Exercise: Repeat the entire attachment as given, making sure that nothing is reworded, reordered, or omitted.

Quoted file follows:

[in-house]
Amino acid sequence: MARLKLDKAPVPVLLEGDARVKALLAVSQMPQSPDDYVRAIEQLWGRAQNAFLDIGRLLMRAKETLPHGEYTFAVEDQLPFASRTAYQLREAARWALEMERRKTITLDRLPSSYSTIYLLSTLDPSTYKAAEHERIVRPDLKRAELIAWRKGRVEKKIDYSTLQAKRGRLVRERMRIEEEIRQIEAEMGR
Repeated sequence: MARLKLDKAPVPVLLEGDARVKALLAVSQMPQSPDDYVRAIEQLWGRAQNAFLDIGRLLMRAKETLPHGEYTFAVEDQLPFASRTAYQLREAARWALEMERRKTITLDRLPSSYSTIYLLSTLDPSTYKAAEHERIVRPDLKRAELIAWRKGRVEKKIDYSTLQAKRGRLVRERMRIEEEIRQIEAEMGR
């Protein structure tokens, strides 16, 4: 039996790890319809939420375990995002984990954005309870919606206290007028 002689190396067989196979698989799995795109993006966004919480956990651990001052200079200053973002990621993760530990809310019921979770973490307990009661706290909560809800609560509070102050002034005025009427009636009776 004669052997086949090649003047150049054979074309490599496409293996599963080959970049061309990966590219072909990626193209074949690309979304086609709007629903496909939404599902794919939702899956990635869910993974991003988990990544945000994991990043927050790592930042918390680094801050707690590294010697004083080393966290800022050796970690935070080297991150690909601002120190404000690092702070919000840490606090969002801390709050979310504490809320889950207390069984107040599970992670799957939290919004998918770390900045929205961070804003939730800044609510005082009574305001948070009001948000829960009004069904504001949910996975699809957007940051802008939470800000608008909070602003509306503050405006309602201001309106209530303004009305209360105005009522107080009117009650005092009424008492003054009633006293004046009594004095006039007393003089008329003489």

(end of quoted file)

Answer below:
[in-house]
Amino acid sequence: MARLKLDKAPVPVLLEGDARVKALLAVSQMPQSPDDYVRAIEQLWGRAQNAFLDIGRLLMRAKETLPHGEYTFAVEDQLPFASRTAYQLREAARWALEMERRKTITLDRLPSSYSTIYLLSTLDPSTYKAAEHERIVRPDLKRAELIAWRKGRVEKKIDYSTLQAKRGRLVRERMRIEEEIRQIEAEMGR
Repeated sequence: MARLKLDKAPVPVLLEGDARVKALLAVSQMPQSPDDYVRAIEQLWGRAQNAFLDIGRLLMRAKETLPHGEYTFAVEDQLPFASRTAYQLREAARWALEMERRKTITLDRLPSSYSTIYLLSTLDPSTYKAAEHERIVRPDLKRAELIAWRKGRVEKKIDYSTLQAKRGRLVRERMRIEEEIRQIEAEMGR
């Protein structure tokens, strides 16, 4: 039996790890319809939420375990995002984990954005309870919606206290007028 002689190396067989196979698989799995795109993006966004919480956990651990001052200079200053973002990621993760530990809310019921979770973490307990009661706290909560809800609560509070102050002034005025009427009636009776 004669052997086949090649003047150049054979074309490599496409293996599963080959970049061309990966590219072909990626193209074949690309979304086609709007629903496909939404599902794919939702899956990635869910993974991003988990990544945000994991990043927050790592930042918390680094801050707690590294010697004083080393966290800022050796970690935070080297991150690909601002120190404000690092702070919000840490606090969002801390709050979310504490809320889950207390069984107040599970992670799957939290919004998918770390900045929205961070804003939730800044609510005082009574305001948070009001948000829960009004069904504001949910996975699809957007940051802008939470800000608008909070602003509306503050405006309602201001309106209530303004009305209360105005009522107080009117009650005092009424008492003054009633006293004046009594004095006039007393003089008329003489």